False Allies and Why Autistic Kids Have No Perks

I’ve debated writing a response to the baffling article recently published that lists 10 perks autistic kids get from bullying. I figured initially I wouldn’t. After all others are on it. I also honestly have trouble arguing that the things listed in the article are other than good. How can I argue that reforms brought on by increased awareness of bullying to improve our ives aren’t beneficial? Maybe I could argue that the article was ill worded, but I wasn’t THAT angry at it. Also I’m very busy with my lifelong dream project. Why add to the noise?

Then I stopped and thought. Then I realized I had to write.

Something I haven’t hit on until now is the subject of false allies. These are the people who claim alliance but actually look down on us. They cheer us on when we do things that we know we logically can do. They think it’s so amazing we’re fighting on to live normal lives. Why? Because in their minds we aren’t really adults or full people.

False allies are a sad reality of the world we live in. We deal with them far more than we’d like to. And the thing is, I don’t think they’re malicious. I think many false allies mean well. They just don’t know well enough. With education, I see no reason a false ally can’t more into the real ally category. I’ve had several friends get there.

But sadly, the false allies continue to be out there. That’s how articles like this one, by an ABA therapist, exist. The writer of the article is, I see, a prolific writer and therapist. I’m certain she means well. She seems to have done a lot of research. Nothing in this article is on the surface malicious.

It’s when I dig deeper that it truly enrages me. First off, the central premise is broken and vaguely passive aggressive. 10 Ways Allistic Society Works to Help Autistic Children would work as a premise. 10 Ways Schools are Responding to Bullying is fine too. But perks? There are no perks here. It feels snide, like “see how we cater to you!”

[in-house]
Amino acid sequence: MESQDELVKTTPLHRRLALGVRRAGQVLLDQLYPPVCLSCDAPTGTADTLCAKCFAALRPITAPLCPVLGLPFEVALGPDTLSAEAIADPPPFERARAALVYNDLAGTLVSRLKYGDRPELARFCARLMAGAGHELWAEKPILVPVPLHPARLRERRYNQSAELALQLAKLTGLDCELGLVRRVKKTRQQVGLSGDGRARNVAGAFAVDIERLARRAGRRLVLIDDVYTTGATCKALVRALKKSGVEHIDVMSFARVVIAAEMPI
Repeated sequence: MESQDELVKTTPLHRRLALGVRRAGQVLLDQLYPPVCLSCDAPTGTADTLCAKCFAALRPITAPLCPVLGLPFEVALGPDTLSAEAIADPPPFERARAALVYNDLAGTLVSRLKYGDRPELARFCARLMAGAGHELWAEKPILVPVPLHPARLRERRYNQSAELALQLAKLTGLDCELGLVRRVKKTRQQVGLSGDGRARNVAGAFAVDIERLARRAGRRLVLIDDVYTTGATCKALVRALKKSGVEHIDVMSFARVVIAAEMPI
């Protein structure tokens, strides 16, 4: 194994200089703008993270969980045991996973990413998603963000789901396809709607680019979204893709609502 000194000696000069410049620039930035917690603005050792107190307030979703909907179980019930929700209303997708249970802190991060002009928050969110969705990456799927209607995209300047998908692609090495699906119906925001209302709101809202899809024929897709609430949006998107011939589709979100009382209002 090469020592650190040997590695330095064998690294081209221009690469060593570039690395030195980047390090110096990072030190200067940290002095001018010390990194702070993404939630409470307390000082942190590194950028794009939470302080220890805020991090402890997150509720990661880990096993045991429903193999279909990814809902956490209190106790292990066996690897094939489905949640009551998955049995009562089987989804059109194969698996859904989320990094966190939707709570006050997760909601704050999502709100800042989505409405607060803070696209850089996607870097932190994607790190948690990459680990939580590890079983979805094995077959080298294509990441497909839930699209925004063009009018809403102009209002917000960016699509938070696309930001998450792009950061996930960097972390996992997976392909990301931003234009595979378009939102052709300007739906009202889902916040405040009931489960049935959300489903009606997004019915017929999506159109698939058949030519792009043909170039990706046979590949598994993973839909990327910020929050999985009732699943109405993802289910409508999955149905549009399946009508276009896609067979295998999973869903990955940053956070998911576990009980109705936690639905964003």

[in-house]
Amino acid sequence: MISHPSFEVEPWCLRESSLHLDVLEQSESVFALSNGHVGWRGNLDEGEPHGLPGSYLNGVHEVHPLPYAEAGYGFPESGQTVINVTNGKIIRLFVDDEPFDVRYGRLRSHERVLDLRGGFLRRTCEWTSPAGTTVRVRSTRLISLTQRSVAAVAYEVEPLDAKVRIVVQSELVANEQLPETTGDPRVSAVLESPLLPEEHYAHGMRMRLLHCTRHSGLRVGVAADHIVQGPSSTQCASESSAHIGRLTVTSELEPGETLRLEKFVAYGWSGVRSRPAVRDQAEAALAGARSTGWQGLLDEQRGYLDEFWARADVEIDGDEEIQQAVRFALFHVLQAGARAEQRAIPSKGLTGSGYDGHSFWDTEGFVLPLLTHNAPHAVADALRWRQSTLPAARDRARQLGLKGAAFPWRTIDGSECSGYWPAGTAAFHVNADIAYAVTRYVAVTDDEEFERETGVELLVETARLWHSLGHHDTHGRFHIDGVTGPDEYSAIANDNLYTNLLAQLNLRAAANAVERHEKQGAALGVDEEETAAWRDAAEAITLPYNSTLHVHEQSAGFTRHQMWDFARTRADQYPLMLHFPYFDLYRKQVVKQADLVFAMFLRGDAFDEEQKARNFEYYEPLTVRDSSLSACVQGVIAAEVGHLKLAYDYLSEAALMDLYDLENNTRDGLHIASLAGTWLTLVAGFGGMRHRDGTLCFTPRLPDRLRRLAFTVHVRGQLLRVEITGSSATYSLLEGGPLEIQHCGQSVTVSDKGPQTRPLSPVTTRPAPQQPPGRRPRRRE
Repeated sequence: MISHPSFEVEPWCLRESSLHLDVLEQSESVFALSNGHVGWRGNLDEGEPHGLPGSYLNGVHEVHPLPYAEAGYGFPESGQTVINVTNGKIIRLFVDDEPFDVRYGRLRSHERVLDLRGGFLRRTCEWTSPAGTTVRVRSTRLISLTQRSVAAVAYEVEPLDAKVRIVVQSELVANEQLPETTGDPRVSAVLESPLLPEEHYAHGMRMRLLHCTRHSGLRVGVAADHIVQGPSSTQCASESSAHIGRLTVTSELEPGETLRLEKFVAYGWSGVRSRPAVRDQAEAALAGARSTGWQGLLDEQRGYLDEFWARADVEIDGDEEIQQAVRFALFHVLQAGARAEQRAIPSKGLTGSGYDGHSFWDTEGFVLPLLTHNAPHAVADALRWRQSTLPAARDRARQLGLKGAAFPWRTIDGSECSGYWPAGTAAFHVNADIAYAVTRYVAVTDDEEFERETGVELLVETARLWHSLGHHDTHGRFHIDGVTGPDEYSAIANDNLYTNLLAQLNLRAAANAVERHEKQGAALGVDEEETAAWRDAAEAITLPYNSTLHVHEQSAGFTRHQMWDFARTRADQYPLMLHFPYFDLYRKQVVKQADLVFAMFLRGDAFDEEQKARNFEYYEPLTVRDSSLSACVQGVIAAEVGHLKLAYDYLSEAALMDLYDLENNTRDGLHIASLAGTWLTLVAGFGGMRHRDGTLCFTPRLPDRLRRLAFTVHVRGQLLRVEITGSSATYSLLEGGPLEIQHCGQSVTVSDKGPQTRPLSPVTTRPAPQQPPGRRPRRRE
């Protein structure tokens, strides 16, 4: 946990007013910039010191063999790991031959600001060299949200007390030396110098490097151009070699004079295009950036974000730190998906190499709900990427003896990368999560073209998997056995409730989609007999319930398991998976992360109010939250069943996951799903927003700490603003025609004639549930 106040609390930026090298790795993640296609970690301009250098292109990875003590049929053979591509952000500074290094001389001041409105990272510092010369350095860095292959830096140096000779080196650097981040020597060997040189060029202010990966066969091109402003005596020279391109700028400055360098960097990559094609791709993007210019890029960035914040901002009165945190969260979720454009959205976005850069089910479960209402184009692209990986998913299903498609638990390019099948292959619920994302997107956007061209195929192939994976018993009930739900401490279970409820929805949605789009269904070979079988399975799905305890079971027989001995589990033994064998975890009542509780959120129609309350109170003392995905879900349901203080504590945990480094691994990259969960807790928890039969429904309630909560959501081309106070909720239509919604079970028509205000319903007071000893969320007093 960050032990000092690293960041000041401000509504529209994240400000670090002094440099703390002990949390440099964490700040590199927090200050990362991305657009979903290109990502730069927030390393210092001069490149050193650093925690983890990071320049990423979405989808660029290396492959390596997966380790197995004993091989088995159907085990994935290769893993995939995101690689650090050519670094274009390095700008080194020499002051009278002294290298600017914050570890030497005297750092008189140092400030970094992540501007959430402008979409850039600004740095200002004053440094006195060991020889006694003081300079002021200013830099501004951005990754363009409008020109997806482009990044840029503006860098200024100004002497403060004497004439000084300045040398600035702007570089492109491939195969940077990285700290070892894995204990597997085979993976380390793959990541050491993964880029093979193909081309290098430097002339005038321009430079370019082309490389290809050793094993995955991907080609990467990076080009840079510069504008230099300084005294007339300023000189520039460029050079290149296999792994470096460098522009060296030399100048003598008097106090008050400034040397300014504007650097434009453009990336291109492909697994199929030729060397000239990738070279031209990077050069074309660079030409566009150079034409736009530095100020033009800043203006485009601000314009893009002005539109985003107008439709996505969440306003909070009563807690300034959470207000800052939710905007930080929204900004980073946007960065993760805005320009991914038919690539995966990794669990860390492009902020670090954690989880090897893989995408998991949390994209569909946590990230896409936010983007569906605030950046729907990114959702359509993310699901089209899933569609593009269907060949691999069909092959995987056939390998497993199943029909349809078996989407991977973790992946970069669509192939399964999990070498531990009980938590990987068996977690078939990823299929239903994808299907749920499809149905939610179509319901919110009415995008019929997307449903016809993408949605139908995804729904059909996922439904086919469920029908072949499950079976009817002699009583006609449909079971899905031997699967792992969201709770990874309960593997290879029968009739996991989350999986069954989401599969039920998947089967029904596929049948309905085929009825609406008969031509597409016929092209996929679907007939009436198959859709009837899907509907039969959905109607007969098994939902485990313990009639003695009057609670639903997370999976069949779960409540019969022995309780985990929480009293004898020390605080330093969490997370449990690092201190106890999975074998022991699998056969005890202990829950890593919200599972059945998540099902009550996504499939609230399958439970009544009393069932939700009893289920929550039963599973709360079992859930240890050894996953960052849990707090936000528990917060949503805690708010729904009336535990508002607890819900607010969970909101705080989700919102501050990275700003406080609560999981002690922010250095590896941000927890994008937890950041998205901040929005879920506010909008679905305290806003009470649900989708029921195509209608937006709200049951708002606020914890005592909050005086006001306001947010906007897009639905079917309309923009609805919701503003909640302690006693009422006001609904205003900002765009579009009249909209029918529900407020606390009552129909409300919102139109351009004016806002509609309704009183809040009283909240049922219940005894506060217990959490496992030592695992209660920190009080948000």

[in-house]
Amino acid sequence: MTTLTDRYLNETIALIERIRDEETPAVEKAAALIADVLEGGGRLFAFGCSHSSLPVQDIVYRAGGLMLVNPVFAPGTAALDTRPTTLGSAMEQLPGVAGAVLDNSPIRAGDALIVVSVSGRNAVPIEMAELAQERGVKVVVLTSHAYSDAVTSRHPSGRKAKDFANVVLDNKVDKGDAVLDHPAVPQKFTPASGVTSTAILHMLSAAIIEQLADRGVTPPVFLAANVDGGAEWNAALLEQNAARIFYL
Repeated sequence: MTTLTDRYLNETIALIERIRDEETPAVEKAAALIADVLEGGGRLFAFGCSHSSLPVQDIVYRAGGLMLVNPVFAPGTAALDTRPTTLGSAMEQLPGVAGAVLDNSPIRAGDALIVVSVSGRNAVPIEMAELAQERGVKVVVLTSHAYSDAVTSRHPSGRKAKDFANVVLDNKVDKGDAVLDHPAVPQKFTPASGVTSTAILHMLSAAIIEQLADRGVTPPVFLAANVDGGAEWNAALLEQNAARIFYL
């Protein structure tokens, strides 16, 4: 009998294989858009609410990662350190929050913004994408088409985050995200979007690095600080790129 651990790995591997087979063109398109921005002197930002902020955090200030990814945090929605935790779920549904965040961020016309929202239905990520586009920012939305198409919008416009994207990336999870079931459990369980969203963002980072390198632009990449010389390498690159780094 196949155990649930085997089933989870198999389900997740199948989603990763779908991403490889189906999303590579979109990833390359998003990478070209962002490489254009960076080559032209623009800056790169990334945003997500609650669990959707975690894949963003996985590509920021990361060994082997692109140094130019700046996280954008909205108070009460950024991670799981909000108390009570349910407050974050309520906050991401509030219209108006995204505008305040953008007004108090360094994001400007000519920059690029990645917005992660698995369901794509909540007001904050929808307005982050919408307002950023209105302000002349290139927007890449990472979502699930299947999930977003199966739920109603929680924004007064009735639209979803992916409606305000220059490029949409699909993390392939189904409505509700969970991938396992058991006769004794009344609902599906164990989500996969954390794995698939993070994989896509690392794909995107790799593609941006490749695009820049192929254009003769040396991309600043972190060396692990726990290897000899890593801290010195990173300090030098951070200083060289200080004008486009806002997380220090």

Then there’s the fact that many of the “perks” are untrue. Let me just hit on a few points.

For example, the article argues we gain from team work with the school. I’d laugh but I’m too busy crying at the memory of how that really went. If you’ve got a good school, sure you might get some team work. But here’s reality: most schools kinda stink at handling this issue. As I’ve noted repeatedly, schools like to keep things quiet, the autistic ain’t.

Then there’s the argument we build strength. Yes, I’d argue that depression I went through was strength. The year I spent in virtual isolation? Time where I toughened. Yeah, I can’t keep going.

The friendship section of this article is probably the most condescending section. While yes, I gravitated towards close friends, many of whom still are such, I would’ve done that anyway. I always did. It’s how I’m wired. To argue we needed the pain of bullying to reach that point is revolting.

The self esteem argument is the last one made and the single worst. Bullying victims don’t develop higher self esteem as a response. We typically develop much worse self esteem. I didn’t feel confident for what I survived. I felt lesser. I still feel this way to a great degree.

So if the article is ridiculous and the allies are fake, what’s the point in this discussion? Why waste time and energy on it? Simple: because people like that control the argument. Well meaning people who fail to see the reality of our lives. These people might think they’re helping but they’re not.

The sad truth is, eye catching title aside, this article is no different from many others published every year. There are mountains of books published that take this condescending approach. They’re all terrible, sure. But the sad truth is they’re nothing new, nothing abnormal.

How do we counter them them? Easy. We never shut up. If we talk long enough, eventually we will be heard. It’s the only hope we have. It may not be the simplest thought, but it’ll have to do. Ours is an eternal fight. We won’t give up yet.

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